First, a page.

It is 25 degrees on a cloudless Thursday afternoon in the Gibraltar Botanical Gardens and Dillian Whyte is wearing leather gloves and a hoodie.
He has just stared down the Russian Alexander Povetkin on a concrete jetty which divides a shimmering, rock-skirted pond full of koi carp.
Afterwards the Brixton heavyweight will return to his room on the Sunborn, 'the world's first five-star super yacht', which has provided by far the strangest setting since Covid-19 forced boxing into bubbles.
This week, a boxing ring has been erected in the top left-hand corner of the boat's upper deck beside a swimming pool where Matchroom-branded beach balls bob. The Rock of Gibraltar provides the stunning backdrop.
“The boat's alright,” Whyte says. “It's just like being in a Travelodge. I don't think 'wow! What a beautiful view'. I'm here to do a job.
“I don't wake up, go outside and sit on the balcony and start tanning. My mindset is just thinking about war, damage and destruction. I'm not sitting here thinking 'oh my God, wow, this is amazing'.”
Before the pandemic, this boat and the casino that sits on its second floor was a popular attraction for visitors to this tiny slice of British territory, with its bizarre combination of ancient fortifications and Marks & Spencer.
When Whyte's promoter Eddie Hearn first mentioned Gibraltar as a potential destination for the fight, nobody really believed him. Although his company has a history of bringing darts and pool tournaments to the country, a boxing bubble here during a global pandemic seemed like a stretch.
But when Portugal, the scene of Whyte's training camp, was placed on the red list, a return to the UK would have 'destroyed' his preparation. “Ten days quarantine in a government hotel would have finished my whole camp," he said. "That would have been like not training for 10 days. I would've come in out of shape, too heavy, rusty and stuck in a hotel. It would have been terrible.”
So instead, earlier this month, the decision was made to come to Gibraltar and the wheels were set in motion for what Hearn has described as arguably the most awkward promotion of his career.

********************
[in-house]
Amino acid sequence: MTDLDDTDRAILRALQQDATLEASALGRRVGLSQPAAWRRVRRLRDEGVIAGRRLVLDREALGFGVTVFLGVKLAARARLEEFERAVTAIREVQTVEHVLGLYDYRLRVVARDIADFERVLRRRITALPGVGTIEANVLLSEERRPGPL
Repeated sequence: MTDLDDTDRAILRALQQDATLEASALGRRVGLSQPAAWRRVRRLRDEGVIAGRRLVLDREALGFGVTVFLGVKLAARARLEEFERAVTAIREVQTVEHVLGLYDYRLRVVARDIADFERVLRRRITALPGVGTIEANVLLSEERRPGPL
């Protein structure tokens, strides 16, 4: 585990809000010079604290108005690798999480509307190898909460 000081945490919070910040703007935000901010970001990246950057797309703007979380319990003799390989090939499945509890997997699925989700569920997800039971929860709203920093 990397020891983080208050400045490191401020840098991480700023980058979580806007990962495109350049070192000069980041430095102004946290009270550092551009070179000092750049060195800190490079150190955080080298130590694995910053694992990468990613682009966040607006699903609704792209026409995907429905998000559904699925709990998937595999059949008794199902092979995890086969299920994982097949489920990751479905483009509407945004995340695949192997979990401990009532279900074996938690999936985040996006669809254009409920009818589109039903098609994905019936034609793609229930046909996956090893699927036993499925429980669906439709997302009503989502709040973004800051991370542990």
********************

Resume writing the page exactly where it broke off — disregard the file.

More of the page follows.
“When Dillian suggested Gibraltar I said: 'are you f***ing joking?' Hearn said.
“At first Gibraltar said they wouldn’t be ready but their vaccination programme was so successful and their numbers dropped so quickly that they said that they would love to do it.”
What it does mean is a significant pay cut for Whyte whose overall purse will be hit by the cost of a scarcely believable operation to get this fight on just three weeks after the decision was made to come here.
While Whyte and his team drove across from Portugal at the weekend, everyone else involved in the promotion, from boxers, trainers, managers and staff, had to be brought over from London. This meant a test on Tuesday morning and a day of quarantine in a London hotel.
Once negatives were returned, a fleet of three coaches carrying close to 200 passengers, including Povetkin, headed north for a private terminal in Stansted Airport to board a jumbo jet chartered by Matchroom themselves. Hearn addressed the cabin during the flight and promised an unforgettable fight-week.
Those on board were then bussed to the £143m Sunborn, where the best of the 189 rooms on board fetch £2,000 a night. Naturally, Whyte is in one of them. Povetkin and his team, incidentally, are staying at an on-shore hotel so that the two heavyweights do not find themselves awkwardly breaking bread together during fight week. “You don't really want to be having breakfast next to the bloke you're going to fight at the weekend,” Hearn said.
The stakes could not be higher for Whyte, poleaxed by the Russian in the fifth round of their first meeting on an August night in Eddie Hearn's back garden last year. Another defeat to Povetkin here would make any route to a world title shot even more painful than it already looks.
Due to the success of Gibraltar's vaccination process, labelled Operation Freedom by the government, there will be 500 fans in the Europa Point Sports Complex on Saturday night. Even though 90 per cent of Gibraltan people have now had at least one of their jabs, anyone with a ticket will be tested twice before they are allowed in.
Meanwhile, those staying on the Sunborn hoping to fly back to the UK on Sunday's chartered flight must return a negative test before boarding the plane. They must then quarantine at home for five days before returning a second negative test. It has been some operation.
“We looked at Jersey, the Isle of Man, anywhere in the world, and then Gibraltar which is only a few hours drive from his base in Portugal,” Hearn said from the top deck of the boat.
“It’s ridiculous but now we are here we will never forget and it is better than being in the Wembley bubble and everyone being pissed off and miserable.
“Overall it has cost the show another £250,000. Dillian will make less to do it here because of the costs.
“But he has said this fight is not about the money, he knows he has to win and if he doesn’t, the money is irrelevant.”
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